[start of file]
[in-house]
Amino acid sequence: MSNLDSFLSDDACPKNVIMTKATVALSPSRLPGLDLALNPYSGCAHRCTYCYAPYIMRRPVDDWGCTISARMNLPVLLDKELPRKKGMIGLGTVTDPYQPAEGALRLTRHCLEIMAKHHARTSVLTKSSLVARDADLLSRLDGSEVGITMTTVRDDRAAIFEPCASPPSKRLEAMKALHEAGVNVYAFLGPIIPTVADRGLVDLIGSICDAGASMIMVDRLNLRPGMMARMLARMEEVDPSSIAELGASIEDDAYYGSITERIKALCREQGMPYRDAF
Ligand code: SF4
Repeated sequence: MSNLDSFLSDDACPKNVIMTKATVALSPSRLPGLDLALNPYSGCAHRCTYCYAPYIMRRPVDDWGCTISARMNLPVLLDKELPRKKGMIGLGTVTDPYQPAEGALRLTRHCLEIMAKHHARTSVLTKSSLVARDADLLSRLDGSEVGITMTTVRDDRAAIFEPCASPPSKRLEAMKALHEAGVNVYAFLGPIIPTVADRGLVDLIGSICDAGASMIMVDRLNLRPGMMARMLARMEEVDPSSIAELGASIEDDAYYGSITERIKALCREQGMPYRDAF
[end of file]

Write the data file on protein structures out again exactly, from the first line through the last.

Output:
[in-house]
Amino acid sequence: MSNLDSFLSDDACPKNVIMTKATVALSPSRLPGLDLALNPYSGCAHRCTYCYAPYIMRRPVDDWGCTISARMNLPVLLDKELPRKKGMIGLGTVTDPYQPAEGALRLTRHCLEIMAKHHARTSVLTKSSLVARDADLLSRLDGSEVGITMTTVRDDRAAIFEPCASPPSKRLEAMKALHEAGVNVYAFLGPIIPTVADRGLVDLIGSICDAGASMIMVDRLNLRPGMMARMLARMEEVDPSSIAELGASIEDDAYYGSITERIKALCREQGMPYRDAF
Ligand code: SF4
Repeated sequence: MSNLDSFLSDDACPKNVIMTKATVALSPSRLPGLDLALNPYSGCAHRCTYCYAPYIMRRPVDDWGCTISARMNLPVLLDKELPRKKGMIGLGTVTDPYQPAEGALRLTRHCLEIMAKHHARTSVLTKSSLVARDADLLSRLDGSEVGITMTTVRDDRAAIFEPCASPPSKRLEAMKALHEAGVNVYAFLGPIIPTVADRGLVDLIGSICDAGASMIMVDRLNLRPGMMARMLARMEEVDPSSIAELGASIEDDAYYGSITERIKALCREQGMPYRDAF